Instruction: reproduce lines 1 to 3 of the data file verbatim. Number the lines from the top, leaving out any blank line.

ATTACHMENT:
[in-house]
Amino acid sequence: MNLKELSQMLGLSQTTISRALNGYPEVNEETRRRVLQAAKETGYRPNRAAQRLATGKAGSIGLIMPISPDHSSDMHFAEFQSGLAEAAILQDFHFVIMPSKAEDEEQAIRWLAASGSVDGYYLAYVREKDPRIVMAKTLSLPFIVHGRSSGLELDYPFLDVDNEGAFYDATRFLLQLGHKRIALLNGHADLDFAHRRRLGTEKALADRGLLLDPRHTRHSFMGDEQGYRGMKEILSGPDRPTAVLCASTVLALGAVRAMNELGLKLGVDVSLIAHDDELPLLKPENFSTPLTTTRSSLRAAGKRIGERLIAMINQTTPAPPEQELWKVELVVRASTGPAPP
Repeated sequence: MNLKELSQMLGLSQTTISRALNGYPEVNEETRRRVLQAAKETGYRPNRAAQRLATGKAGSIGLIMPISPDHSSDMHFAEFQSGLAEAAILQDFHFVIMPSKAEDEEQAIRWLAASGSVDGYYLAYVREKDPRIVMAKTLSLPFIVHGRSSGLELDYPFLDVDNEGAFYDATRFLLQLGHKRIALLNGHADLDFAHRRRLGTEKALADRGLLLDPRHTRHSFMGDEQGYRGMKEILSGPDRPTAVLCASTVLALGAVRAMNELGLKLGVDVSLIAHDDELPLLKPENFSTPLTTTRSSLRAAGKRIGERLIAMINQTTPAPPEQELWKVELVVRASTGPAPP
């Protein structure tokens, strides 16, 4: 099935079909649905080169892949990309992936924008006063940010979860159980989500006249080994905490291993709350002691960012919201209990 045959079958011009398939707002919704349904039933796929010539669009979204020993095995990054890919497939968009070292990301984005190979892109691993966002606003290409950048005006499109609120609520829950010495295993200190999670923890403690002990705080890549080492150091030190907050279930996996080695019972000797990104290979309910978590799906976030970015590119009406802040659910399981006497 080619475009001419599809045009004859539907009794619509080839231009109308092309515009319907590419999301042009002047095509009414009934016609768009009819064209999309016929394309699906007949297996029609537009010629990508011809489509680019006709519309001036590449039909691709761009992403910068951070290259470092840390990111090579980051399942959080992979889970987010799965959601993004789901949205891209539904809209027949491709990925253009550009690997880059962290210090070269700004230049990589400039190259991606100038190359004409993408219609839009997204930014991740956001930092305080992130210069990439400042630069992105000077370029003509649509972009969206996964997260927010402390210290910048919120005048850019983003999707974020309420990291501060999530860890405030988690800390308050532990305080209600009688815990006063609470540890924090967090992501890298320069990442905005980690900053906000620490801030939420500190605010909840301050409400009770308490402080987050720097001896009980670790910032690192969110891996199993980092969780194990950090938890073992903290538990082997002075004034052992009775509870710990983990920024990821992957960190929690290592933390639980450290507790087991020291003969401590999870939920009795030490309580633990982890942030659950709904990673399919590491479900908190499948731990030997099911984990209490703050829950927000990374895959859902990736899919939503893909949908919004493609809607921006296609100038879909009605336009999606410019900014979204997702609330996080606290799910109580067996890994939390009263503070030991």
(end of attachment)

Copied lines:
[in-house]
Amino acid sequence: MNLKELSQMLGLSQTTISRALNGYPEVNEETRRRVLQAAKETGYRPNRAAQRLATGKAGSIGLIMPISPDHSSDMHFAEFQSGLAEAAILQDFHFVIMPSKAEDEEQAIRWLAASGSVDGYYLAYVREKDPRIVMAKTLSLPFIVHGRSSGLELDYPFLDVDNEGAFYDATRFLLQLGHKRIALLNGHADLDFAHRRRLGTEKALADRGLLLDPRHTRHSFMGDEQGYRGMKEILSGPDRPTAVLCASTVLALGAVRAMNELGLKLGVDVSLIAHDDELPLLKPENFSTPLTTTRSSLRAAGKRIGERLIAMINQTTPAPPEQELWKVELVVRASTGPAPP
Repeated sequence: MNLKELSQMLGLSQTTISRALNGYPEVNEETRRRVLQAAKETGYRPNRAAQRLATGKAGSIGLIMPISPDHSSDMHFAEFQSGLAEAAILQDFHFVIMPSKAEDEEQAIRWLAASGSVDGYYLAYVREKDPRIVMAKTLSLPFIVHGRSSGLELDYPFLDVDNEGAFYDATRFLLQLGHKRIALLNGHADLDFAHRRRLGTEKALADRGLLLDPRHTRHSFMGDEQGYRGMKEILSGPDRPTAVLCASTVLALGAVRAMNELGLKLGVDVSLIAHDDELPLLKPENFSTPLTTTRSSLRAAGKRIGERLIAMINQTTPAPPEQELWKVELVVRASTGPAPP